Calendula Harvest 2015
By Jemma, Digital Marketing Coordinator at Weleda
Monday 27th July 2015
Last Wednesday morning I had a choice Ė I could sit at my desk analysing email data or I could head to our 13 acre biodynamic gardens and pick calendula flowers Ė a bit of a no-brainer that I picked the later. Having had desk bound jobs for the last 10 or more years, heading out into the garden to pick flowers is a real treat.
So what were we going to be picking up at The Field? Calendula officinalis, commonly known as pot marigolds, is an important herbal medicinal plant as itís an excellent first aid treatment for cuts, scrapes, inflammation and infection of the skin.
Although calendula is often thought of as an antibacterial remedy it is actually a bacteriostatic, helping the body to win the fight against the infection by slowing the bacteria down and supporting the bodyís response to the challenge.
My journey with Weleda and particularly calendula started back in 2012 Ė three years before I started working for Weleda. It was shortly after the birth of my daughter, like many new parents we were gifted a load of baby care products from friends and relatives and after trying a number of different nappy creams and baby care products her skin was a complete mess. I started to read up about what I was putting on her skin and I wasnít happy with what I reading, so after many more hours reading about alternatives I decided to give Weleda Calendula Nappy Change Cream, Calendula Shampoo & Bodywash and Calendula Body Lotion a try, and Iíve never looked back. At home Calendula Shampoo & Bodywash is still a staple in our bathroom and my husband and I both use it as we also suffer from dry skin.
There were eight of us in total escaping our normal Weleda duties and heading to meet the gardenerís (Claire, Allister, Felicity and Jasper) and help out with the harvest. Why do the gardeners need extra helpers? To get the most of calendula once itís been picked. Calendula needs to be processed into a tincture within two hours to keep its maximum medicinal potency after itís been picked. As we were needing 240kgs (roughly 48 bags) of plants for medicines over the next 12 months, it would have taken the gardeners well over two hours to harvest which would have decreased the potency of the tincture.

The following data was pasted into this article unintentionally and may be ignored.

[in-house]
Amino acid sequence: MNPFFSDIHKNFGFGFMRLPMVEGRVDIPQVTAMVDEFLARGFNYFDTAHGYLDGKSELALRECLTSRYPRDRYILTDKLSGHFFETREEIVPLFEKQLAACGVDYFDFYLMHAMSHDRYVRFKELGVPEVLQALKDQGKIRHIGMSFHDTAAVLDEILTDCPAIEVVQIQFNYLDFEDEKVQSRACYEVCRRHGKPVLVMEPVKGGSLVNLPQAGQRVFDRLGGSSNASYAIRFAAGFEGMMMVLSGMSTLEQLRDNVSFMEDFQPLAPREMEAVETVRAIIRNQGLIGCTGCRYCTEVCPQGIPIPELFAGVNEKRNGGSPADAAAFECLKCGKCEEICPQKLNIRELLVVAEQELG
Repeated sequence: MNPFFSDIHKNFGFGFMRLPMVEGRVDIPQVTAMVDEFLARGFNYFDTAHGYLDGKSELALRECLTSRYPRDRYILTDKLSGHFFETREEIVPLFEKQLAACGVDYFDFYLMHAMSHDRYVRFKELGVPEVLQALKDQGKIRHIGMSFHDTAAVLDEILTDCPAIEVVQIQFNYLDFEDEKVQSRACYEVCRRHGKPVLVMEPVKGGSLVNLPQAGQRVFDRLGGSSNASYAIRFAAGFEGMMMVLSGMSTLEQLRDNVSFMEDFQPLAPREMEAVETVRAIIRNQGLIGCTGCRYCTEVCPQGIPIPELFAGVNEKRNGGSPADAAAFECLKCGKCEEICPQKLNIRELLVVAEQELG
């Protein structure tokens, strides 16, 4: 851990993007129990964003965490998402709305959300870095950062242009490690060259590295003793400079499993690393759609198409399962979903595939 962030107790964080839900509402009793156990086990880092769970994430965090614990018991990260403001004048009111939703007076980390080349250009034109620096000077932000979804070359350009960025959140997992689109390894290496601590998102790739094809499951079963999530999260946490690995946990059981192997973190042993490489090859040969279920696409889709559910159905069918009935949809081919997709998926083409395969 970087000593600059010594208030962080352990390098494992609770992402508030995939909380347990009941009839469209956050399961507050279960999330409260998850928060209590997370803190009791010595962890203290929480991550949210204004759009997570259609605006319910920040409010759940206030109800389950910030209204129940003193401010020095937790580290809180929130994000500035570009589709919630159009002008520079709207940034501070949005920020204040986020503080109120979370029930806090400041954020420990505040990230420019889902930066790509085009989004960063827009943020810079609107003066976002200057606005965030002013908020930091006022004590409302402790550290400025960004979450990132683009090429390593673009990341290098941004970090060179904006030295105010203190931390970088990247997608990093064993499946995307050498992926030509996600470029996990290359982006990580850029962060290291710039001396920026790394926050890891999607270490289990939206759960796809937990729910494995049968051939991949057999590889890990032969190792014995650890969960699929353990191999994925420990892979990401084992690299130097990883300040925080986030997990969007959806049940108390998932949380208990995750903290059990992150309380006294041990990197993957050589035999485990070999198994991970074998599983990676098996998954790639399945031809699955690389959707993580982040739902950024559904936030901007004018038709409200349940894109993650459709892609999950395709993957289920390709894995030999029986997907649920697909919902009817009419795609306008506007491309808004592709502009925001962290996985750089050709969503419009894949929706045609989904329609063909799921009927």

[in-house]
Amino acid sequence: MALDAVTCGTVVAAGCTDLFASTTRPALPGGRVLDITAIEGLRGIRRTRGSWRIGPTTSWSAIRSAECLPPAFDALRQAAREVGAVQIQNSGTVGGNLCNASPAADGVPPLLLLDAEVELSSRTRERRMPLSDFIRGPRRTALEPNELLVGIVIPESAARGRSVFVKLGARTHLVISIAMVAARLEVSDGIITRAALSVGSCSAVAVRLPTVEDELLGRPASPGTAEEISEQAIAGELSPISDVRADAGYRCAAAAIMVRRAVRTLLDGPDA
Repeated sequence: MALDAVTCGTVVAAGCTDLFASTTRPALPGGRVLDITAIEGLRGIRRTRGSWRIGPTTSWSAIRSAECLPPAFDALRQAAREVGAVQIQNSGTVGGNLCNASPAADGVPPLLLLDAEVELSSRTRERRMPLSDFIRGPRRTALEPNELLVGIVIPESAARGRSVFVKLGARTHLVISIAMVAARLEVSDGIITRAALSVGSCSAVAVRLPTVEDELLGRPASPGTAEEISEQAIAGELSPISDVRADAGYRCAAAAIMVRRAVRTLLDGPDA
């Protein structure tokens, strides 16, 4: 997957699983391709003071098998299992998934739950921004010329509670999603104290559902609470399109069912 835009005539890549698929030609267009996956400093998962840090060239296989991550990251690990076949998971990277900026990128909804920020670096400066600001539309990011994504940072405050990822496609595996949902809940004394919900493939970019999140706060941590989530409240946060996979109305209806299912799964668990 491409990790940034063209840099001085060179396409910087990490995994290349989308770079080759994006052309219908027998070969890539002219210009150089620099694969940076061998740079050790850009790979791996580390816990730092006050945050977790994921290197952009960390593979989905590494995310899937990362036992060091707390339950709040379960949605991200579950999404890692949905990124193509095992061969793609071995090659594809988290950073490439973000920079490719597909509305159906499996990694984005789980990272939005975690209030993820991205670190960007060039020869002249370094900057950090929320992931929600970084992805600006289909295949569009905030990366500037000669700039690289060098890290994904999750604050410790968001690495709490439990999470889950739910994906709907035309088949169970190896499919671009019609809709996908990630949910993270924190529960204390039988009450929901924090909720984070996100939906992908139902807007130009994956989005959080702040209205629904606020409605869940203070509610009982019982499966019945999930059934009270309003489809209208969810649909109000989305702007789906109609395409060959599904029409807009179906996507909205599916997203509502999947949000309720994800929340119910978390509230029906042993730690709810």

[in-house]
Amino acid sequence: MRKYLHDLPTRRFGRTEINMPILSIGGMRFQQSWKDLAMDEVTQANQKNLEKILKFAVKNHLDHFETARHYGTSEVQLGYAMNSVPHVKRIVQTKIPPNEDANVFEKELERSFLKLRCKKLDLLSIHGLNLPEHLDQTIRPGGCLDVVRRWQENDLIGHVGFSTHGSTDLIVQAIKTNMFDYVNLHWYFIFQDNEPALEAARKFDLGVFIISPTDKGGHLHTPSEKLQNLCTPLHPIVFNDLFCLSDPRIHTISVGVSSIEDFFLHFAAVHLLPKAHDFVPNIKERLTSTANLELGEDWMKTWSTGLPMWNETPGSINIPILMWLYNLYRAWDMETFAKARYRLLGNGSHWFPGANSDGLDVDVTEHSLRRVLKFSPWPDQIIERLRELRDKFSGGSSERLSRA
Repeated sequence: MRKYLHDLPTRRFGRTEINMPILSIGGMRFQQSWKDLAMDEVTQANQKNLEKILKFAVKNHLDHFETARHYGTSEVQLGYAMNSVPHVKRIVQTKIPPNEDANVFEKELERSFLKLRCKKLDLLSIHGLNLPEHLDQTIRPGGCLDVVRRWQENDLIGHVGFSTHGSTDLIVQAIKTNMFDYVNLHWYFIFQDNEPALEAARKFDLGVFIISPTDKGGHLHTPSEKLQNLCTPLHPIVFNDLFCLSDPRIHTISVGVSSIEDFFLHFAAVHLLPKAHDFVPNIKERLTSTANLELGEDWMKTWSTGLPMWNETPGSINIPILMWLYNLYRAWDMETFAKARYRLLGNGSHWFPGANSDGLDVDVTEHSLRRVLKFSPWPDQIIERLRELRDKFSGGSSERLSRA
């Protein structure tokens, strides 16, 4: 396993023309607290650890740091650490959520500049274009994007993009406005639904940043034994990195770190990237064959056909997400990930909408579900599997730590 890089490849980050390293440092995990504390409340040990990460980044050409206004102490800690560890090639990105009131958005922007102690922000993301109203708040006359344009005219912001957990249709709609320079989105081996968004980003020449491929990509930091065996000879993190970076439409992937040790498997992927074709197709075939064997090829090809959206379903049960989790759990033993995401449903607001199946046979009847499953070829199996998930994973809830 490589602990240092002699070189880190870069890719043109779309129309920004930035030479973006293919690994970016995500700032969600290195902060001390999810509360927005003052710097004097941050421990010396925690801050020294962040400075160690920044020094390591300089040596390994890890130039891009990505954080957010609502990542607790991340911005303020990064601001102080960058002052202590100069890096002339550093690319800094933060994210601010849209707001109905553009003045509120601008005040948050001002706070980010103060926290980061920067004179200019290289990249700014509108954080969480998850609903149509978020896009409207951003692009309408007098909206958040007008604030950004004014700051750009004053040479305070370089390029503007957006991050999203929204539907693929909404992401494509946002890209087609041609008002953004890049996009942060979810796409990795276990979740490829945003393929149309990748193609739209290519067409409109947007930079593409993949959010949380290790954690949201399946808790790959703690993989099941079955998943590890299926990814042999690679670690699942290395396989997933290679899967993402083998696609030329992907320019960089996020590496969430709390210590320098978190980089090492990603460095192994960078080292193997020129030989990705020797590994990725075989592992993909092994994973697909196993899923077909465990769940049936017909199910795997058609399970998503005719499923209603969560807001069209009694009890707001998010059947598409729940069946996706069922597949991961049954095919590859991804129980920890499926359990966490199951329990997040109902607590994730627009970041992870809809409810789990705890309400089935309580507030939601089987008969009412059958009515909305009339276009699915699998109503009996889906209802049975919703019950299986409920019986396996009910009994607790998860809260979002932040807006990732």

Thankfully we were blessed with some sunshine on Wednesday morning, as the previous day was grey and miserable, and we were greeted with the Head Gardner Claireís happy smile when we arrived at The Field. Claire explained what we would be doing that morning and promised that we would all be treated to cups of tea and biscuits when we were done.
The calendula flowers are bright and cheerful, reminiscent of pure sunshine so there were smiles all-round from us when we arrived at the calendula flower beds.
After a few quiet minutes of contemplation for the plants we were about to harvest, Claire showed us how to pick the calendula. For this we needed bags for storing our harvested plants and latex gloves to wear as the calendula releases a lot of sticky resin when itís picked. The more resin the calendula plant releases, the more medicinal potency the plants have and the resin is made up of a combination of saponins, caretonoids, bitter principle, essential oil, sterols, flavonoids and mucilage.
To harvest the plants, we grabbed each plant at the base pulling it up gently to release the roots from the ground. As we were only needing the plant and flower parts of the plant, we twisted off the roots carefully to ensure that we kept the plants relatively dirt free. We discarded the roots back onto the flower beds and they would compost down over the following months ready for next yearís sowing.
We had a few curious critters stop by to see what we were doing!
In all it took us just over an hour to pick the 240kgs needed, so we had time to rest and have a cup of tea and a much needed biscuit with the gardenerís before we all headed back to head office Ė the gardeners to make their tincture and the helpers back to our regular Weleda work.